“We’re fighting a culture that’s decided that softball is an equivalent sport to baseball,” says Justine Sigeal, founder of Baseball For All, a non-profit that provides opportunities for girls and women to play the sport. “If softball and baseball were equivalent, imagine changing [Major League Baseball] to softball. It’s a ridiculous idea.”

Siegal says there are 100,000 girls playing youth baseball. But according the most recent participation survey from the NHFS, only 1,259 girls played high school baseball during the 2012-2013 academic year — and all of them were competing against boys. “We know that 99,000 girls didn’t just lose their passion for playing baseball,” says Siegal. “Girls are not encouraged to play baseball. And if you tell a girl she’s not encouraged to play baseball, what else won’t she be encouraged to do?”

Just 0.27% of high school baseball players are girls, per NHFS data. Some of them do succeed against boys, and if an exceptional talent like Davis — who is slated to pitch on Wednesday night, in the U.S. semifinal — does decide to stick with the sport in high school, she certainly could keep thriving. But she’d be the exception. “So many girls are bullied off of teams,” says Siegal. “Sometimes it’s the players, but mostly it’s coaches and other parents doing the damage. Usually it’s the adults.”

Sarah Hudek, who just finished her junior year pitching for the varsity at George Ranch High School in Richmond, Texas, near Houston, get more stares than anything. “But I’m used to them now,” she says. “It used to bother me more when I was younger.” When she’s warming up at games, she can still see an occasional opponent laughing. “That just puts me in a good mindset,” says Hudek. “Get on the field with me, and see what you think after.”

On August 15, the lefty Hudek, whose best pitch is a change-up, announced a verbal commitment to play baseball at Bossier Parish Community College in Louisiana. “I love watching the kids go back to the dugout after she gets them out, and seeing the ribbing they get,” says Greg Kobza, Hudek’s high school coach. “It gets in their head, and really gives us an advantage.”

Throughout their careers, female baseball players are asked when they are switching to softball. “The question is more obnoxious than it is hostile,” says Dean Dinnebeil, whose daughter, Sara Tobias, is entering Berkeley Carroll High School, in New York City, this fall. She plans to join the baseball team there. Though many girls enjoy softball, others just prefer baseball’s longer bases, bigger fields, and smaller ball. Pitchers in particular often don’t want to switch, since they’ve spent years mastering a skill set. “Throwing underhand is very different from throwing overhand,” says Sara, 14. “When I was younger, a lot of girls were switching to softball, but I liked Little League baseball, and the boys were nice to me. I saw no reason to switch.”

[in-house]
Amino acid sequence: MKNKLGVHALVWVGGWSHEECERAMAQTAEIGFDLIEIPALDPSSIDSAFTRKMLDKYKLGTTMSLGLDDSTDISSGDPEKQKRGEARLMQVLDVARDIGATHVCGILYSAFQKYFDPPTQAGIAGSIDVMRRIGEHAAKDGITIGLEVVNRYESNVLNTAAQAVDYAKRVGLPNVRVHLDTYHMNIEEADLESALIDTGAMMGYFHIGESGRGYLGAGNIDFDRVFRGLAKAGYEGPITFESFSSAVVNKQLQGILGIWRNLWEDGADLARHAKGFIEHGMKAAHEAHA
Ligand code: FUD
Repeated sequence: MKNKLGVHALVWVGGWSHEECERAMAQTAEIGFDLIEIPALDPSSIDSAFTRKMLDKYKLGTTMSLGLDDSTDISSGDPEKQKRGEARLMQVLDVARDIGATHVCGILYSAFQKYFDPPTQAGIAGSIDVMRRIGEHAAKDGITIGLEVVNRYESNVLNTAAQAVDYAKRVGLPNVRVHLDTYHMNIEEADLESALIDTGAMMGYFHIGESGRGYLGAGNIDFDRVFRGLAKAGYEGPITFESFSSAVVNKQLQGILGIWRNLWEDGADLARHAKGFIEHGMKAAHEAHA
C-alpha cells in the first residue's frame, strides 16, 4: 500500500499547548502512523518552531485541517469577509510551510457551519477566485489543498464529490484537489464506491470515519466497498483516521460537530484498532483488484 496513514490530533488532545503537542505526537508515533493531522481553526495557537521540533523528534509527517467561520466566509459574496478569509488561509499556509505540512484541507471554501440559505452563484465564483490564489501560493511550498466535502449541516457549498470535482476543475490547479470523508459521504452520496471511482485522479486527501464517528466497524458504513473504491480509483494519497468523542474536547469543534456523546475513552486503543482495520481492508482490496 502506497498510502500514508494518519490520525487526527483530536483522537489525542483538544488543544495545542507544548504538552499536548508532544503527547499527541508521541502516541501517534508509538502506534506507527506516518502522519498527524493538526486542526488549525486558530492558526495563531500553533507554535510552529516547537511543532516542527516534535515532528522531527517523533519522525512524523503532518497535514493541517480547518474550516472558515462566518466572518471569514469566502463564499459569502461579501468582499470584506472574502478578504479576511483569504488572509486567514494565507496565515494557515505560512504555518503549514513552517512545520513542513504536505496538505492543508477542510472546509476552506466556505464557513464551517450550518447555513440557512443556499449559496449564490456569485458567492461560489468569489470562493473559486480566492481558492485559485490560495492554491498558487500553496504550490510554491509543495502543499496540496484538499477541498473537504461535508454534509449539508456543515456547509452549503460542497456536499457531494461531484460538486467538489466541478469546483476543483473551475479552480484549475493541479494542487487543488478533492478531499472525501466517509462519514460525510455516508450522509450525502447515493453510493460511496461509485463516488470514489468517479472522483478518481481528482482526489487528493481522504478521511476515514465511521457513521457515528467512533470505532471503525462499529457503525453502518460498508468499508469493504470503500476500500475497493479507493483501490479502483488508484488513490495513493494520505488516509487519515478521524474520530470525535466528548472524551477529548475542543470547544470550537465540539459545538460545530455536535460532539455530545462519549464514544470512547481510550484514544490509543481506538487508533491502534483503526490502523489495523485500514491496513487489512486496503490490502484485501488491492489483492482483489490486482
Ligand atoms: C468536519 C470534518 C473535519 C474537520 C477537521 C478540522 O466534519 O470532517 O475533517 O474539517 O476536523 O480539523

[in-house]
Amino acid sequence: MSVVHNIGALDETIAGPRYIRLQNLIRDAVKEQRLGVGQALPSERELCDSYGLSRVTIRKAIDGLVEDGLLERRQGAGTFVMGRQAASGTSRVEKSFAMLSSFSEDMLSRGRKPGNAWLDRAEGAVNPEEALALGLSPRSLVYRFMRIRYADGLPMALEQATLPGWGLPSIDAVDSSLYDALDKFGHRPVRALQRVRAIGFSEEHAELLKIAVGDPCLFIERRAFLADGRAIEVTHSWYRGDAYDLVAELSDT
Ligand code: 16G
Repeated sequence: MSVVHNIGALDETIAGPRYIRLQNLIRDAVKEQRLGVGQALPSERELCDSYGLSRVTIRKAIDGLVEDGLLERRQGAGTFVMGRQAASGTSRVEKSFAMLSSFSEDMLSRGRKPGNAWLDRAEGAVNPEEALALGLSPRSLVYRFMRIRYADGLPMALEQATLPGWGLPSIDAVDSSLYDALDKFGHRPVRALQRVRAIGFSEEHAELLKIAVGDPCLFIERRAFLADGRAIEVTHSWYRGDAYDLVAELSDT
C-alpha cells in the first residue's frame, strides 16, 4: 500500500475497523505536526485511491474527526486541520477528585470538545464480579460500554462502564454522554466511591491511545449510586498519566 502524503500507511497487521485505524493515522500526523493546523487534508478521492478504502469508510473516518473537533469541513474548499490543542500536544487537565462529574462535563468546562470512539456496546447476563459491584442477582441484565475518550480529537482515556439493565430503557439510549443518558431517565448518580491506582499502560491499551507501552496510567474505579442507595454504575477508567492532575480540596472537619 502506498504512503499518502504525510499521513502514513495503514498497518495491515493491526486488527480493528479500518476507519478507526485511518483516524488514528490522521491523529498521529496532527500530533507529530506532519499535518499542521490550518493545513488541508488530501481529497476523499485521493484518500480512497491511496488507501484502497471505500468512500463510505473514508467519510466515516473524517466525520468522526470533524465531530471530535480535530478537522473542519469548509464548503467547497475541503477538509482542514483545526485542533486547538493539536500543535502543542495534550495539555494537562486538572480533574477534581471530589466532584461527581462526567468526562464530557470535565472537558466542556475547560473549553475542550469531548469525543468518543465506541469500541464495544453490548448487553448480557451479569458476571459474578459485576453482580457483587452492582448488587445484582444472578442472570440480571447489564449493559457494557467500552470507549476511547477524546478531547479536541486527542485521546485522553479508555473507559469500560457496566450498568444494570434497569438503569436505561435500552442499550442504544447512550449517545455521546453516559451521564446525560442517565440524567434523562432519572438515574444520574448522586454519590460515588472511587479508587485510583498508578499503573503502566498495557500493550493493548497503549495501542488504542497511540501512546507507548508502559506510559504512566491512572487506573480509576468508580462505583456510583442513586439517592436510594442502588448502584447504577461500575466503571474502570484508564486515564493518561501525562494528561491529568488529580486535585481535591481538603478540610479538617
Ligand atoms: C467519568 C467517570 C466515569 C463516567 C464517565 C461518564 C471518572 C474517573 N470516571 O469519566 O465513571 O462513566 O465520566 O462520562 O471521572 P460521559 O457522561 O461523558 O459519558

Imagine a basketball player spending her entire life learning how to shoot one way, and being told that if she wanted to play for her high school team, she’d have to learn to shoot underhand because that’s how the girl’s game is played. If she didn’t, she’d have to compete against the bigger, stronger boys, diminishing her odds of success. Sounds absurd. But that’s essentially the choice many baseball players have to make. “I tried pitching softball, and it felt terrible,” says Hudek. “I’m more at home on the mound. It’s my natural place.”

In baseball, girls do have a better chance at succeeding against boys than they would in, say, basketball or soccer, since baseball is much less physical than these other games. Sure, a girl is much less likely than a boy to smack a 450-foot home run or throw 90 miles-per-hour. But if a girl has good location and movement on her pitches, or can make solid contact, or has a good glove, she can still be effective on the baseball field.

And if girls really want to level the playing field, they can do what Chelsea Baker did — learn to throw a knuckleball. It doesn’t matter if you’re a 6’3,” 225-pound dude or a 5’4″, 125-lb gal like Baker, who is going into her senior year at Durant High School in Plant City, Florida: if you can make that slow ball flutter, you can get people out. Baker went 3-0 during her junior season, with a 0.74 ERA. In June, the Tampa Bay Rays invited her to throw batting practice before a game. She gave a couple of guys fits.

At Durant, Baker changes in the boys’ locker room, but has her own storage room–with her name on the door–to give her the appropriate privacy. “I walk out, and I’m right there with everybody,” says Baker. “Inside, I have a mirror and stuff with hangers. They set it up nice, I like it a lot. I have a lot more room with my stuff than they do.”

Yes, girls can compete with boys on the baseball field. Still, many players would prefer traditional opportunities in high school — on all-girls teams. “It’s kind of frustrating,” says Kelsie Whitmore, a center fielder and pitcher who will be a junior at Temecula (Calif.) Valley High School this year. She plans on playing for the varsity. “There are teams for different genders in every other sport, but not for baseball.”

“It would just be easier,” says Hudek, who changes in the softball locker room at George Ranch. “As much as they try to make you feel like one of the guys, you can’t really be. You miss out on the locker room bonding.”